|There is always one moment in childhood when the door opens and lets the future in. - Graham Greene|
No. 186, 28 September 1993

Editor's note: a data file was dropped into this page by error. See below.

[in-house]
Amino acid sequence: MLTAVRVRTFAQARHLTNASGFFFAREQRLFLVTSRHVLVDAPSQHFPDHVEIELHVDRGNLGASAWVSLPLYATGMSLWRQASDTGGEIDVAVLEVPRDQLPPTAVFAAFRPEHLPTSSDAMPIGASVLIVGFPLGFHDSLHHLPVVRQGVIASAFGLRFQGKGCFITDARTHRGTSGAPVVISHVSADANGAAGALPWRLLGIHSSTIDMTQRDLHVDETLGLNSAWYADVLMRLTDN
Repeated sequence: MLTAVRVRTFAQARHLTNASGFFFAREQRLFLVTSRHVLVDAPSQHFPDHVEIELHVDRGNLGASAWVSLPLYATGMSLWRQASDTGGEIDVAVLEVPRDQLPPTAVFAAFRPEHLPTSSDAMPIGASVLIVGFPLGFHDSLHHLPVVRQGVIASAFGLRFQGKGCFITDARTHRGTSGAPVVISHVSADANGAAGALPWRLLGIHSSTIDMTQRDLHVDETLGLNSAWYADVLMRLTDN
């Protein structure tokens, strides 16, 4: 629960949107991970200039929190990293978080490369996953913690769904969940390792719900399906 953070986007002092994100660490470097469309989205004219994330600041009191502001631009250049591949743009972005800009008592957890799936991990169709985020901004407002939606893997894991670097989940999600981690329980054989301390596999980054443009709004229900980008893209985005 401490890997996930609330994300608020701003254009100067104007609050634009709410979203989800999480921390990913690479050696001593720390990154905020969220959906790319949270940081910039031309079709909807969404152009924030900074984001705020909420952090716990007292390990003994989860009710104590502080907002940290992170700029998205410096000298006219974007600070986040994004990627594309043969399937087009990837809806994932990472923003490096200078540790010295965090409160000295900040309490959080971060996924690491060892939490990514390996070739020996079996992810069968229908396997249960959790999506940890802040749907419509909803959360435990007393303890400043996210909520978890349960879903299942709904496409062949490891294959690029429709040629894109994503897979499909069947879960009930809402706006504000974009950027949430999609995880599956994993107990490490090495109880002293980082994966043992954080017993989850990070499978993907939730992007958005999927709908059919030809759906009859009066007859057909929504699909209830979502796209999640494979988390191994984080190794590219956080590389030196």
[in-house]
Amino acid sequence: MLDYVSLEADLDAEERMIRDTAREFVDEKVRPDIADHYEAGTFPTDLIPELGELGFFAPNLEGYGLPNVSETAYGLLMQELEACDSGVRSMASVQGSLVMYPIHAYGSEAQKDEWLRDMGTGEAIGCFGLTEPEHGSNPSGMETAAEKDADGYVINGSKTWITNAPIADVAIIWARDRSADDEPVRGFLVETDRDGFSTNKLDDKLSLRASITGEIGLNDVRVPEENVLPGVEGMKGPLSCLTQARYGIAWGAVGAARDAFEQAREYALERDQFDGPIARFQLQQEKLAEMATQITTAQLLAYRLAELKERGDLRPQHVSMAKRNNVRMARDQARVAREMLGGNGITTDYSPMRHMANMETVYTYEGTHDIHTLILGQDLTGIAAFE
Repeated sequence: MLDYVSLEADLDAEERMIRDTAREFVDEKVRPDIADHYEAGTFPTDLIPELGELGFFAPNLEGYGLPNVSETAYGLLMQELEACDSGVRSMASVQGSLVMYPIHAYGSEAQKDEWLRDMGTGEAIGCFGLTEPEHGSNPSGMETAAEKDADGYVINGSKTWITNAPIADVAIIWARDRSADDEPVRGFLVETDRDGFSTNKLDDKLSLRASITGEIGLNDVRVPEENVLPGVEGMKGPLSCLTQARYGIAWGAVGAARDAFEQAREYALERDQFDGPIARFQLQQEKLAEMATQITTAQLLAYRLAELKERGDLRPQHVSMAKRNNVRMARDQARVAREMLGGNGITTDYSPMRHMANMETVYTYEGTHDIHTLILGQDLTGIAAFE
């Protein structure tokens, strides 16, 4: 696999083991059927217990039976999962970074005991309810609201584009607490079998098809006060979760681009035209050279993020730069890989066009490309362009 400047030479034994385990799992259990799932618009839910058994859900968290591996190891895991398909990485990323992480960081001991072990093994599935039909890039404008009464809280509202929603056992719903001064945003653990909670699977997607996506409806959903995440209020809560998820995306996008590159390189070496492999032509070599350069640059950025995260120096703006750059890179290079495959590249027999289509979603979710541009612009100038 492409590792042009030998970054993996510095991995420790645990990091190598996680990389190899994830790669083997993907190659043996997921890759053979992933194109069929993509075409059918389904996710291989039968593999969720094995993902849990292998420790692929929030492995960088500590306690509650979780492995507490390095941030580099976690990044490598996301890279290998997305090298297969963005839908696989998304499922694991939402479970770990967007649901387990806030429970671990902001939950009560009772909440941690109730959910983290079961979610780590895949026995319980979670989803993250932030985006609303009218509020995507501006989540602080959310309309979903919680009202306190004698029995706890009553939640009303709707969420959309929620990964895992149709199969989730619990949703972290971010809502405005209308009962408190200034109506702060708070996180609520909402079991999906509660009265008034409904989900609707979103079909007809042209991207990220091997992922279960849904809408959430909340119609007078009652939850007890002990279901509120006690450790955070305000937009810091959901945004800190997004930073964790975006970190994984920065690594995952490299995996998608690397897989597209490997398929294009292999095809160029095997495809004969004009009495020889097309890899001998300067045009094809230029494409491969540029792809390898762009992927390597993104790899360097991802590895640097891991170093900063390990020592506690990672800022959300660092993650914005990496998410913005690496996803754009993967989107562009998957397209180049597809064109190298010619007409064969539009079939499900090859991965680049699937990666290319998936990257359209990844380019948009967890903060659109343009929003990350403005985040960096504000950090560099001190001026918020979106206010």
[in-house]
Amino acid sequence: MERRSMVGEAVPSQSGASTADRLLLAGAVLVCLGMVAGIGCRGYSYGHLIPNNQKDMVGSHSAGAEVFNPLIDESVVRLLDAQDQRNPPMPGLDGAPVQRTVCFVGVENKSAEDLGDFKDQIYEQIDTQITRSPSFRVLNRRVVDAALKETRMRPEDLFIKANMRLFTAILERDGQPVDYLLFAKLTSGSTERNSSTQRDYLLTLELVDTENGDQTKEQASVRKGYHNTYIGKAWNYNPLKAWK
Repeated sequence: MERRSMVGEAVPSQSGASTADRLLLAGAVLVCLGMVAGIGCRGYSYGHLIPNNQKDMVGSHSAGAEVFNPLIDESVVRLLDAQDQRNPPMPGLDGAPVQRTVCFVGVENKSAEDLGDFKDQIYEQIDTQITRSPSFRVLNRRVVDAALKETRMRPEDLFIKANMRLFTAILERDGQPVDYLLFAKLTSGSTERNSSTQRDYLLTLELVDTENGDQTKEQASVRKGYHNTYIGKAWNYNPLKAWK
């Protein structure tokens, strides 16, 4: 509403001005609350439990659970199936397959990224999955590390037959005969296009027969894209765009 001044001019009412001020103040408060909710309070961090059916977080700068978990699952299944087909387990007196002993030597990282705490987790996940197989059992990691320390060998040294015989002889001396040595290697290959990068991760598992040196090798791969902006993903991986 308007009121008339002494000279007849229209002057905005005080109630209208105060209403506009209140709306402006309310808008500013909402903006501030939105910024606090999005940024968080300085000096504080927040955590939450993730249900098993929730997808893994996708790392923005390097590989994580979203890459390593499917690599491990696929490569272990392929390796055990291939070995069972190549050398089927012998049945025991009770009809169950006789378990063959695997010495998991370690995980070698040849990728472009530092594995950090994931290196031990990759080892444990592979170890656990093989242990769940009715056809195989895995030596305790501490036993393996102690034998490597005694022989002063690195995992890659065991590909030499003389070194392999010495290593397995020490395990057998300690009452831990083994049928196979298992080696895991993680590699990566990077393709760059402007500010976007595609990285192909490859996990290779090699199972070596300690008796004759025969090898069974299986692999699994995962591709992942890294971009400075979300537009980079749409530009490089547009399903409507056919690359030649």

Radio Free Europe/Radio Liberty, Inc. RUSSIA POLITICIANS PROPOSE COMPROMISE. Liberal politicians have proposed a compromise to end the constitutional impasse, Reuters reported on 26 and 27-September. The substance of their proposals is that simultaneous elections to the presidency and the parliament be held on 12 December and that, pending the new elections, the Supreme Soviet would reassemble, but not the Congress of People's Deputies. The politicians, who include presidential candidate Grigorii Yavlinsky and leading members of the Civic Union bloc, also propose that Vice President Aleksandr Rutskoi be reinstated, and that the opposition be allowed access to the broadcast media. The group is supported by Valerii Zorkin, chairman of the Constitutional Court, who has backtracked on his previous uncompromising criticism of Yeltsin's actions. The proposal for simultaneous elections has also been made by regional leaders. -Wendy Slater YELTSIN REJECTS COMPROMISE. President Yeltsin, speaking on Russian TV on 27-September, categorically rejected proposals to hold simultaneous early elections because, he claimed, it would cause a power vacuum. "Dual power is very dangerous, but absence of all power is doubly so," he said. Yeltsin also refused to accept Zorkin's proposed "zero option" which would allow both president and parliament to cancel all decrees and laws passed since the crisis began on 21 September. Yeltsin has decreed that elections to the lower house of a new parliament will be held on 11 and 12 December, and that presidential elections will follow on 12 June 1994. -Wendy Slater FEDERATION COUNCIL TO MEET SOON? IT SEEMS LIKELY THAT THE FEDERATION COUNCIL THAT BRINGS TOGETHER THE HEADS OF LEGISLATIVE AND EXECUTIVE POWER IN THE REPUBLICS AND REGIONS WILL MEET THIS WEEK TO DISCUSS THE CRISIS, JUDGING FROM REPORTS IN THE RUSSIAN MEDIA OF 27-SEPTEMBER. According to Ramazan Abdulatipov, chairman of the parliament's Council of Nationalities, the Council will meet on 29 September. Spokesmen for Yeltsin said that Yeltsin was ready to convene the Federation Council, possibly this week. At the same time, however, an aide said that Yeltsin had other options for regulating the situation in the regions. It would be understandable if, at this juncture, Yeltsin had doubts that he could convene such a meeting. The chairman of the Constitutional Court, Valerii Zorkin, said that the council should meet urgently since the center of power had now moved to the regions. The group of political and public figures who came out with their own program for solving the crisis on 27-September called on the subjects of the federation and the Constitutional Court to meet not later than 1 October. It is clear that the regions are being regarded as very much a force in their own right. -Ann Sheehy DEPUTIES DEPART FROM WHITE HOUSE. The deputy chief of the presidential administration, Vyacheslav Volkov, said that of the 384 deputies who worked on a permanent basis in the parliament, 76 have expressed their wish to be transferred to the executive organs of power and 114 favor negotiations, ITAR-TASS reported on 27 September. According to Volkov only between 170 and 180 deputies want to continue to fight. He stated that the Russian parliament was "clearly destroyed." Volkov said that 15,000 rubles are being paid every day to those deputies and employees of the parliament who remain in the White House. Two days ago, he claimed, 150,000 rubles were paid to those deputies who did not depart. -Alexander Rahr PARLIAMENT TO MOVE OUT OF MOSCOW? DEPUTY EVGENII KOZHOKIN TOLD EKHO MOSKVY ON 25 SEPTEMBER THAT THERE IS A REAL DANGER THAT AN ALTERNATE POWER CENTER WILL BE SET UP OUTSIDE MOSCOW, BECAUSE MANY LEGISLATORS IN THE WHITE HOUSE ARE SERIOUSLY CONSIDERING A MOVE FROM MOSCOW TO NOVOSIBIRSK OR THE KUZBASS REGION, IN ORDER TO CONTINUE THEIR RESISTANCE TO PRESIDENT BORIS YELTSIN FROM THERE. Parliamentary speaker Ruslan Khasbulatov has not ruled out the possibility of such a move. -Alexander Rahr BARANNIKOV DENIES HE SWITCHED SIDES. The heads of the three "power" ministries convened a press conference on 27 September in the White House to deny earlier rumors that the rival ministers for security and interior affairs, Viktor Barannikov and Andrei Dunaev, had defected to the presidential side, ITAR-TASS reported. Sources close to Prime Minister Viktor Chernomyrdin claimed that during a meeting between Chernomyrdin and Barannikov on 26 September, the latter said that he remained loyal to President Boris Yeltsin and would soon leave the White House together with Dunaev. Barannikov told journalists that he met with Chernomyrdin only to ask him to restore water and electricity to the White House. Dunaev and rival defense minister Vladislav Achalov claimed that they have established firm contacts with the army and troops of the interior ministry which promised them to refrain from the use of force. -Alexander Rahr CALLS FOR CREATION OF SIBERIAN REPUBLIC REVIVE. The chairman of the Kemerovo Oblast Council, Aman Tuleev, told ITAR-TASS on 27 September that at the next session of the powerful "Siberian Agreement" economic association he intended to revive the discussion of the creation of a Siberian republic which would consist of Siberia's regions (oblasts and krais). Tuleev said the creation of a Siberian republic was the only way to defend Siberia's regions from the arbitrary rule of Moscow. Tuleev is a strong critic of President Yeltsin, and the Kemerovo Oblast Council has condemned the dissolution of the Russian parliament on 21-September. -Vera Tolz YELTSIN DISMISSES LOCAL LEADER. Kommersant on 25 September identified a small number of Russian oblasts where the Russian president could count on the support of neither the local soviet nor the head of administration (most of whom he himself appointed). The defiant oblasts were Amur, Novosibirsk (which also offered to provide the Supreme Soviet with a home), Belgorod and Bryansk. Retribution was swift in Bryansk. On 25 September, Yeltsin replaced the head of administration, Yurii Lodkin, with Vladimir Karpov. Lodkin, who was said to have barricaded himself in his office, complained that he had been forcibly evicted by interior ministry troops who came to clear the building. Karpov denied that force was used by either side, saying only that 12 drunk people left along with Lodkin. On 26-September, local inhabitants demonstrated against Lodkin's removal. -Elizabeth Teague SOBCHAK FIRES HIS DEPUTY. St. Petersburg mayor Anatolii Sobchak fired his deputy Vyacheslav Sherbakov on 24 September, ITAR-TASS reported. Sobchak, who had firmly supported the dissolution of parliament by President Yeltsin, said Sherbakov had defied Yeltsin's decree of 21 September by continuing to act as an adviser to parliamentary speaker Ruslan Khasbulatov. Sobchak's move was condemned by the St. Petersburg City Soviet. -Vera Tolz OFFICIAL UNIONS BACK RUTSKOI; INDEPENDENTS PREFER YELTSIN. The Federation of Independent Trade Unions of Russia (the formerly communist-dominated trade unions) issued a statement on 22-September denouncing Yeltsin's decree dissolving parliament. The unions called on their 50 million members to hold strikes and protests, but no reports of strikes were received in the days immediately following the decree. Even in Vorkuta, where miners had been threatening to strike against threatened pit closures, miners issued a statement in support of Yeltsin, ITAR-TASS reported on 23 September. Russia's small but truly independent unions also spoke in Yeltsin's defense. -Elizabeth Teague LAND CHARGES TO BE INTRODUCED. "Significant" charges for land are to be introduced, Radio Mayak reported on 20 September. Owners of private plots will pay 130 rubles annually for each square meter of land. There will be 5 types of land charge: a tax; a rental charge; a payment for the temporary use of land; a payment for the right to lease land; and a payment for acquiring land as property. The rates of land tax would vary for each region, and would take into account the site, the quality of land, and its proximity to roads and reservoirs. -Keith Bush 1993 GRAIN HARVEST. According to ITAR-TASS of 24-September, the Ministry of Economics has forecast a gross grain harvest outturn of 110 million tons, while the Ministry of Agriculture puts the final total at 107 million tons. Both of these are below recent, fairly authoritative, prognoses which ranged as high as 125 million tons and which provided the basis for optimistic statements to the effect that grain imports would be sharply cut in the 1993/94 marketing year and eliminated thereafter. Losses between the field and the elevators are expected to be high this year as a consequence of the general disruption of the economy and owing to shortages of fuel and equipment. -Keith Bush TURKEY PROTESTS PLANNED RUSSIAN DEPLOYMENTS. Turkey has protested to its NATO allies over Russia's plans to increase its conventional forces in the North Caucasus, Reuters reported on 27 September. A day earlier a Turkish Foreign Ministry statement said that Turkish President Suleyman Demirel had received a message from Russian President Boris Yeltsin outlining Moscow's intentions. Yeltsin had apparently suggested that Russia would increase its forces in the North Caucasus beyond the ceilings established by the 1992 CFE Treaty. Among other things, that agreement limits the military forces that can be deployed in Russia's "flank" regions. As part of its military restructuring program, and in view of growing instability in the south, Russian military leaders have declared their intention to increase Russian forces deployed in the north Caucasus, and have on a number of occasions suggested that the CFE Treaty might be amended to accommodate their plans. Turkey, which has close ties to Azerbaijan, has expressed concern over Russia's military intentions in the region. -Stephen Foye RUSSIAN NAVY CLAIMS FOREIGN SUB INTRUSIONS INCREASING. ITAR-TASS reported on 20 September that the Russian Navy believes the activity of foreign submarines near Russian territorial waters is increasing rather than decreasing. It claims that up to eight submarines were detected in the Barents Sea near Russian territorial waters during one month in 1993. On 20 March 1993 a Russian and a US submarine collided, and in June US Secretary of Defense Les Aspin announced that the US Navy was changing its operations so as to reduce the chance of a collision. -John Lepingwell TRANSCAUCASIA AND CENTRAL ASIA SUKHUMI FALLS TO ABKHAZ. Abkhaz forces took Sukhumi early in the afternoon of 27-September and raised the national flag over Shevardnadze's former headquarters, Western agencies reported. In a statement carried by ITAR-TASS Shevardnadze, who fled with his personnel staff to Gulripsh, 12 km south of Sukhumi, claimed that hundreds of civilians had been killed in the fighting; he blamed the fall of Sukhumi partly on the failure of forces loyal to ousted president Zviad Gamsakhurdia to join the defending troops and partly on Russia's failure to intervene. Some 7,500 civilians were evacuated by sea; in Tbilisi, the parliament convened in emergency session and called on Shevardnadze to return, ITAR-TASS reported. -Liz Fuller ARMENIAN PARLIAMENT REJECTS CALL FOR EARLY ELECTIONS. On 27 September the Armenian parliament rejected a proposal for early parliamentary elections next year, ITAR-TASS reported. While support for the ruling Armenian Pan-National Movement has plummeted, none of the 30 rival parties can be considered a serious challenger, with the possible exception of the Dashnak Party and the Armenian CP, which is capitalizing on nostalgia for an era of stability and comparative economic wellbeing. -Liz Fuller CENTRAL AND EASTERN EUROPE BIHAC POCKET "SECEDES" FROM BOSNIAN MUSLIM REPUBLIC. International media report on 28-September that a 400-member constituent assembly for this northwestern Bosnian enclave met in Velika Kladusa to proclaim the "autonomous province of western Bosnia." The colorful Fikret Abdic was elected president, and he made it clear that "this is an act of secession" from the Muslim republic under President Alija Izetbegovic, between whom and Abdic little love is lost. The Bihac Muslims have long feared that Izetbegovic might betray their interests in return for concessions in eastern Bosnia nearer to Sarajevo, since the Bihac pocket, or Cazin region, is cut off by Serb territories from the main Muslim area. Abdic has long combined skills at wheeling and dealing with a strong economic power base in the Agrokomerc company and with a regional tradition of good interethnic relations even during World War II to establish good working and trade relations with both Serbian- and Croatian-controlled territories nearby. Meanwhile, the Bosnian constitutional court responded to the developments in Bihac by calling the setting up of autonomous regions unconstitutional. Finally, about 350 leading Muslim figures met in Sarajevo under Izetbegovic's leadership to consider their attitude to the latest Geneva peace plan. The Guardian of 27 September says that they have really already accepted the plan, and that the real issue at the meeting is power relationships in the future Muslim republic. -Patrick Moore RUMP YUGOSLAV OFFICIALS RESPOND TO RUSSIAN DEVELOPMENTS. Despite the fact that the Belgrade government has yet to issue a definitive statement on developments in Russia, several ministers have made comments of their own. In Borba of 23-September, Foreign Minister Vladislav Jovanovic said that it was in rump Yugoslavia's interest to have Russia, which he described as a "friendly" nation, remain strong, stable, democratic, and prosperous. In the same issue of that daily, federal assembly Vice-President Radmilo Bogdanovic added that Russian developments could work against his country's interests. According to Bogdanovic, Belgrade sees Russia as the nation which could have been most effective in removing the UN sanctions imposed against rump Yugoslavia. Yet with current domestic confusion, he adds, Russia may be in no position to do so because of its consequent weakness in international relations: "Now Russia will be engaged . . . [with] . . . domestic problems. . . . [Rump Yugoslavia] is waiting for Russia to be involved with removing sanctions placed against our country, but now the big question is if it can do that." -Stan Markotich POLISH COALITION TALKS FALTER. Efforts to build a new government coalition in Poland appear to have reached an impasse. In a deliberately ambiguous statement, Polish Peasant Party (PSL) leader Waldemar Pawlak informed the Democratic Left Alliance (SLD) on 27-September that his party is prepared to enable the SLD to form a government but will not necessarily participate in a formal coalition, take seats in the cabinet, or support government measures with which it does not agree. This maneuver seemed designed to scuttle the SLD's efforts to form a government without openly appearing to do so. The PSL's reluctance to join forces leaves the SLD with the sole option of forming a minority government. SLD leaders said they were "astonished" by the PSL's stance and accused Pawlak of "playing for time," PAP reports. The SLD has indicated that it will give up the effort to form a government if it is unable to build a stable majority coalition. A formal announcement is expected on 28-September. Pawlak appears to be bargaining for the chance to build a government on his own, but it is not clear whether he will have allies in this effort. In an interview with Rzeczpospolita on 27 September, Democratic Union (UD) chairman Tadeusz Mazowiecki did not rule out a coalition with the PSL, but fellow party leader Jan Maria Rokita told Polish TV the same day that the UD's participation in a government headed by the SLD or the PSL is "out of the question." Leaders of the Nonparty Reform Bloc (BBWR) also ruled out any such alliance. -Louisa Vinton WALESA TO DEFEND REFORM. In an interview with Wprost that was summarized by PAP on 27 September, President Lech Walesa said he will not allow the reform process in Poland to be delayed or halted. "I came here not to pretend to be president, but to be president," Walesa said. With characteristic bravado, he threatened to apply the "Yeltsin variant," if necessary, to defend market reforms. Poland needs an equilibrium between the right and left wings, the president added. Whereas he had once buttressed the "left leg" in Polish politics, the right leg now needed his assistance. Some failed right-wing politicians would have to give up politics, however, he said. Meeting with representatives of the Ford Foundation the same day, Walesa placed some of the blame for the election outcome on "egotistical" behavior by the EC, which refused to open its markets to Polish products. -Louisa Vinton JESZENSZKY CRITICIZES SLOVAK-ROMANIAN AGREEMENT. Hungarian Foreign Minister Geza Jeszenszky said attempts by Romania and Slovakia to coordinate their minority policies, as outlined in the friendship treaty signed last week, seem directed toward Hungarian interests and represent a violation of the principles of European integration, Hungarian radio reported on 25 September. Comparing the treaty with inter-war informal political alliances in Central Europe, Jeszenszky said the agreement resembles the formation of an "entente" and stands in contrast to contemporary European perceptions. -Karoly Okolicsanyi SLOVAKIA'S ETHNIC HUNGARIAN PARTY COMPLAINS. The Coexistence movement, one of the ethnic Hungarian parties represented in the Slovak parliament, issued a declaration on 26-September complaining of "nationalist hatred in Slovakia," TASR reported on 27-September. Coexistence claims that the situation in Slovakia has been poisoned by hatred of Gypsies, Jews and Hungarians. According to the movement, this is the result of a nationalist mentality, evident since independence, which "has shown itself in hatred of all non-Slovaks." The declaration was issued following a two-day leadership conference in Patince, southern Slovakia. TASR says that the declaration blames the governing Movement for a Democratic Slovakia and parties that support it for deteriorating ethnic relations in the country. It quoted movement chairman Miklos Duray as saying that there can be no compromise between the government and minority advocates until the overall political atmosphere changes and the claims of "Slovak superiority are abandoned." -Jiri Pehe CZECH-SLOVENIAN AGREEMENT ON MILITARY COOPERATION. On 27 September, Czech Defense Minister Antonin Baudys and his Slovenian counterpart, Janez Jansa, signed an agreement in Prague on military cooperation. CTK reports that the agreement provides for cooperation between the two countries' armed forces in military training, logistics and armaments for the next five to eight years. Slovenia has signed similar agreements with Hungary and Austria and is preparing a military cooperation agreement with Croatia. -Jiri Pehe RUSSIA TO PAY DEBT INTEREST TO CZECHS. Czech Finance Minister Ivan Kocarnik said on 27 September that Russia has agreed to supply wheat to the Czech Republic to pay for all or part of the interest on its debt to that country. CTK reports that Kocarnik made this agreement public after his meeting with Russian Finance Minister Boris Fyodorov in Washington on 27-September. Kocarnik said that Russia's readiness to pay the interest sends an important signal, since it would be the first time Russia has repaid debt to the Czech Republic. According to Kocarnik, Fyodorov said this year's harvest will exceed Russia's needs. Russia owed some $5-billion to the former Czechoslovakia. Two thirds of the debt- $3.3 billion-is owed to the Czech Republic. -Jiri Pehe ROMANIAN DIPLOMATIC OFFENSIVE. Romania's Foreign Minister Teodor Melescanu met on 27 September with UN Secretary-General Boutros Boutros-Ghali in New York. Melescanu, who is attending the current UN General Assembly session, is scheduled to address the meeting on 28 September. Meanwhile, Romania's delegation at the 44th ordinary session of the Council of Europe's Parliamentary Assembly held talks with leading figures in Strasbourg on the eve of the assembly's vote on Romania's application to be accepted as a full member to the Council. In another development, Romania's Premier Nicolae Vacaroiu arrived on 27-September in Moscow on a three-day official visit. Vacaroiu, who is seeking trade and energy deals with Russia, seems to have ignored critics who urged him to postpone the trip due to the current political turmoil in Moscow. Radio Bucharest said that Vacaroiu is expected to sign a number of bilateral agreements on cooperation in the areas of trade, culture, science, and tourism. -Dan Ionescu ROMANIAN STUDENTS STAGE PROTESTS. The Students' League of the Bucharest University staged on 27 September a protest over living conditions. About 500 students caused traffic chaos when they blocked a road bridge in downtown Bucharest. They protested a shortage of rooms on campus, shoddy accommodation, and the restricted way in which scholarships are awarded. According to Radio Bucharest, the students further demanded that they have a word to say on the new Education Bill which is being drafted by the Ministry of Education. -Dan Ionescu ROMANIAN LAND REFORM FALLING BEHIND. In an interview with the Bucharest daily Meridian, Gheorghe Antochi, Secretary of State at the Agriculture Ministry admitted that the implementation of a March 1991 land reform law is falling behind. Antochi said that only 420,000 land property certificates have been issued so far, and that a further five million Romanian citizens are still waiting to get their ownership titles. The process of issuing titles has been slowed down by disputes among farmers, which often can be settled only in court. Most of Romania's farmland had been taken away from peasants during the collectivization drive of the 1950s. -Dan Ionescu BULGARIAN TOURIST INDUSTRY ON THE WAY TO RECOVERY. Between January 1 and September 20 a total number of 700,000 tourists, 42% more than during the same period last year, visited Bulgaria's summer and winter resorts, the Committee on Tourism told journalists on 27 September. The committee characterized the figure as "more than promising." Most popular are the Black Sea resorts, which thus far in 1993 have received 582,000 vacationers and a 48% rise in visitors from Western countries as compared to 1992. Germans, Britons, Turks and Israelis top the list of foreign tourists to Bulgarians resorts. -Kjell Engelbrekt KRAVCHUK TAKES OVER GOVERNMENT. Ukrainian President Leonid Kravchuk issued a decree on 27-September naming himself head of government, Ukrinform-TASS reported. The step was taken five days after appointing Yefim Zvyagilsky acting prime minister in place of Leonid Kuchma, who stepped down with his cabinet. The decree stated that the move was taken in order to strengthen all structures of state executive power at the center and on the local level, as well as to deal urgently with the problems of economic reform. -Roman Solchanyk "DNIESTER" FIGHTERS DEFEND RUSSIAN SUPREME SOVIET. Russian Supreme Soviet First Vice-Chairman Yurii Voronin told the Congress of People's Deputies on 27 September that a detachment from the "Dniester republic" had arrived and joined the defenders of the Russian parliament building, ITAR-TASS reported. On the same day Andrei Fedorov, senior aide to Russian Vice-President Aleksandr Rutskoi, told journalists that the parliament building is being guarded by at least 400 fighters, including "professionals" from Abkhazia and the self-styled Dniester republic who are "very well armed," Radio Ekho Moskvy reported. Officials in Chisinau told AFP that 40 fighters headed by Dniester republic State Security Minister Vadim Shevtsov and transporting a truckload of arms had left Tiraspol for Moscow recently to join in the defense of the Supreme Soviet. Basapress also on 27 September reported from Tiraspol that a company of the special-force Dniester battalion, commanded by the First Deputy Minister of Internal Affairs Nikolai Matveev of the would-be republic, was among the defenders of the parliament building in Moscow. Shevtsov and Matveev were senior officers of the USSR MVD's OMON units in Latvia and Lithuania who transferred to the Dniester republic after the collapse of Soviet rule in the Baltics. -Vladimir Socor CLINTON MEETS BALTIC PRESIDENTS. On 27 September US President Bill Clinton met for an hour with Baltic Presidents Lennart Meri (Estonia), Guntis Ulmanis (Latvia), and Algirdas Brazauskas (Lithuania), the RFE/RL Lithuanian Service reports. Clinton expressed US support for the early, unconditional, and rapid withdrawal of Russian troops from Estonia and Latvia. While Meri demanded that Russian President Boris Yeltsin should speed up the withdrawal, Ulmanis raised concern about Russia's hopes to retain some military installations in Latvia. Brazauskas said that he was worried about the military build-up in Kaliningrad and supported its demilitarization. The three presidents also gave Clinton a letter stating that the termination of Radio Free Europe Baltic-language broadcasts is "premature and unsettling for the Baltic countries." -Saulius Girnius LITHUANIAN PARLIAMENT'S COMMITTEE CHAIRMAN RESIGNS. On 27 September Lithuanian Democratic Labor Party (LDLP) first deputy chairman Gediminas Kirkilas resigned as chairman of the parliament's National Security Committee, Radio Lithuania reports. He was replaced by Vytautas Petkevicius, a LDLP deputy who has recently expressed plans to form a second LDLP faction in the parliament. Kirkilas said that his resignation was prompted by the recent unrest in the Volunteer Home Guard Service in Kaunas for which he considers himself to be partly responsible. Former Lithuanian Social Democratic party chairman Kazimieras Antanavicius had resigned as chairman of the parliament's Economics Committee on 21 September asserting that the LDLP had been ignoring his recommendations. -Saulius Girnius CSCE COMMISSIONER INVITED TO ESTONIA. On 27-September the Representative Assembly of the Russian Speaking Population of Estonia and the city councils of Narva and Sillamae issued a letter sent to CSCE High Commissioner on National Minorities Max van der Stoel inviting him to urgently come to Estonia to continue his mediating efforts, Baltic media report. The letter asserts that while the city councils had fully complied with the agreement that van Stoel had arranged between them and the Estonian government, the latter had refused to have constructive talks with the councils, had delayed issuing auxiliary regulations for obtaining Estonian citizenship, residence permits, and aliens' passports while the situation in the northeast areas of the country continued to deteriorate. -Saulius Girnius [As of 1200 CET] Compiled by Bess Brown and Kjell Engelbrekt THE RFE/RL DAILY REPORT IS PRODUCED BY THE RFE/RL RESEARCH INSTITUTE (A DIVISION OF RADIO FREE EUROPE/RADIO LIBERTY, INC.) with the assistance of the RFE/RL News and Current Affairs Division (NCA). The report is available by electronic mail via LISTSERV (RFERL-L@UBVM.CC.BUFFALO.EDU), on the Sovset' computer bulletin board, by fax, and by postal mail. For inquiries about specific news items, subscriptions, or additional copies, please contact: in North America: Mr. Brian Reed, RFE/RL, Inc., 1201 Connecticut Avenue NW, Washington, DC-20036 Telephone: (202) 457-6912 or -6907; Fax: (202) 457-6992 or 828-8783; Internet: RIDC@RFERL.ORG or Elsewhere: Ms. Helga Hofer, Publications Department, RFE/RL Research Institute, Oettingenstrasse 67, 80538 Munich, Germany;.Telephone: (+49 89) 2102-2631 or -2624; Fax: (+49 89) 2102-2648, Internet: PD@RFERL.ORG 1993, RFE/RL, Inc. All rights reserved.